I have compiled some travel tips that might lend some valuable information if you ever find yourself in the yucatan!
- Cancun Airport. If you’re flying to Tulum, most likely you will be flying into the Cancun airport. It has been fairly renovated, the people (and drug dogs!) are super friendly, just beware if you have a lot of luggage you will most likely be searched. Also, beware while walking out of baggage claim. You will be bombarded (thats an understatement) by travel companies, tour guides, snorkel tours, and real estate companies. I highly recommend beelining towards the exit door and don’t engage in conversation. I am sure they are kind hearted, but most likely you can find cheaper options once you get to town or your hotel.
- Traveling from Cancun to Tulum. If you’re not renting a car- I recommend reaching out to your hotel/airbnb for transportation options from the airport. They will most likely recommend a private shuttle which usually costs anywhere around $80-100 US dollars one way. It is about an hour and forty five minute drive from the airport, so heads up!
- You cannot drink the tap water. I mean sure you can drink it but you are putting yourself at risk to parasites and other contaminates. It might sound frightening or just plain out inconvenient, but it’s just the way it goes here. Don’t worry, the majority of ice cubes are made with purified water. *Before you judge-don’t forget Flint, Michigan STILL doesn’t have clean water*
- No car rental in Mexico is $1 a day. That is some mumbo jumbo scam. Yeah sure it’s a dollar a day but read the fine print on your rental agreement -your US car insurance is not valid in Mexico, which means you have to pay a daily insurance fee on your rental vehicle…which usually starts around $30 a day. I highly recommend setting up a car service to pick you up/take you back to the Cancun airport if you’re traveling to Tulum. I also recommend renting your vehicle from an agency in Tulum, is it less expensive than renting directly from the airport- that’s a fact.
- You are visiting the jungle. The weather is sassy as hell. One minute it is sunny, the next it is pouring, then the power goes out, and then it comes back on, then there is a rainbow sunset, and then the sky if full of stars. There are mosquitos, and lizards, and colorful birds, and wild dogs. It is a beautiful paradise that keeps you on your toes. Always make sure you have candles, bug spray, and a bottle of mezcal on deck.
- If you are highly allergic to poison ivy/poison oak/sumac PLEASE read. Not wanting to scare you but if you plan on coming to Tulum you might find yourself visiting the jungle, cenotes, or exploring the beautiful outdoors… just beware that the Chechen Tree is a real hazard. It has side effects similar to poison ivy but it’s poisonous sap is supposedly 10 times more aggressive than poison ivy… and it is all over the yucatan. If you have more questions, just let a sister know… because Zachary and I have dealt with it first hand.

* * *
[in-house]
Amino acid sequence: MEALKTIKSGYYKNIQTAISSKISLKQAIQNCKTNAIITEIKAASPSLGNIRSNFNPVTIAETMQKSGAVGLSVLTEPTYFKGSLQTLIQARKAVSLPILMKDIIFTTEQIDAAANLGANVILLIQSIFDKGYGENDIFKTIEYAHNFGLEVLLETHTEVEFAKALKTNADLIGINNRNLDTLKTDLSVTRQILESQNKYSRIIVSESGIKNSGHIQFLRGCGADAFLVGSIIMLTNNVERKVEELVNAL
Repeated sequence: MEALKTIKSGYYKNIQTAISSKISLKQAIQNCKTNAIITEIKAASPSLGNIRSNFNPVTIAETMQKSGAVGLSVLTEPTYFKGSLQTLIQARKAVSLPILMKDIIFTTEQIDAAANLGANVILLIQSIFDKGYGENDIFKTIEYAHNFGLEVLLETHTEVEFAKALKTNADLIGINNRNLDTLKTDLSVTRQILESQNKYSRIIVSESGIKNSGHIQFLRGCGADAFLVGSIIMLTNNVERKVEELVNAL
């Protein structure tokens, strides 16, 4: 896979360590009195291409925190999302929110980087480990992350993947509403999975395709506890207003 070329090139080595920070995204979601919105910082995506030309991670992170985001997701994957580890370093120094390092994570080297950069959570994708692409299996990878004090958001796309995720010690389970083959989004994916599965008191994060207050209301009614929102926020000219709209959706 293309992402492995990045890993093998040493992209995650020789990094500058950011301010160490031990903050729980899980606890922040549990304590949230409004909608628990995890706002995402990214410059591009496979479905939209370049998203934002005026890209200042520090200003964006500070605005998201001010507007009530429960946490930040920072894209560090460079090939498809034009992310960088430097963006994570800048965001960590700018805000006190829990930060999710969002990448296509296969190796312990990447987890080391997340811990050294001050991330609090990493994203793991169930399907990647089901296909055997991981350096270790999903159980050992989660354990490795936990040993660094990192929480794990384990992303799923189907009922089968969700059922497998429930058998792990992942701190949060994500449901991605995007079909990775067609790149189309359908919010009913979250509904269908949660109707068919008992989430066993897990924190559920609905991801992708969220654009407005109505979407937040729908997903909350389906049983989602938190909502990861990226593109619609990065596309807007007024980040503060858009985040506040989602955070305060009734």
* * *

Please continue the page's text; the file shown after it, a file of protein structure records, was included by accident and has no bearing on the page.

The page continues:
- Less is more. Trust me, I love me a good outfit… or ten. But there is no point to spend your travel day lugging around two checked bags and a carry on. All you need is a carry on. Tulum is a casual beach town- bathing suits, coverups, shorts, and a good pair of earrings is all you need.
- Yes, you can purchase feminine products here. When we moved here I was under the impression that they wouldn’t sell tampons here (yes, I know that might sound naive) but the local grocery store in town- Chedraui, has everything you need. From sunscreen, to a washing machine, motorcycle, avocados, cereal, prosciutto, liquor, and pool floaties.
- Use those safes in your hotel room/airbnb. Unfortunately Mexico gets a bad wrap for crime. If you are visiting Tulum, you are visiting a town that is growing and expanding rapidly but still has high poverty levels which leads to opportunistic crime. Just be conscious of your surroundings, lock up those passports, make copies of them, keep your phones close, and leave your important jewelry at home. Just use your noggin’ y’all.
- You most definitely need pesos. If you’re venturing to Tulum, pesos are a must. The internet is not always dependable so businesses don’t depend on their debit/credit machines to always work. If you’re spending your day/weekend down on the beach road- you need to have pesos with you. Some resorts and restaurants *might* take cards, but it’s not worth being that asshole that doesn’t have enough pesos/cash. There are a few different money exchange places in town and banks with ATM machines- but if you have the ability to take care of the exchange in the states, take advantage!
- Stay hydrated. Electrolit saves lives, and hangovers. You can buy it from any pharmacy or *most* convenience stores. Along with hisbiscus water- it is full of vitamin C and a glass a day keeps the doctor away.
- AirBnB is your best friend. Do your research- there are beautiful hotels on the beach but if you can afford $400 dollars a night, god bless you. There are hundreds of beautiful properties on AirBnB that won’t break the bank, and half of them have private pools… which is pretty sweet.
I’m sure the learning curve will never end and this list will only get longer, with time!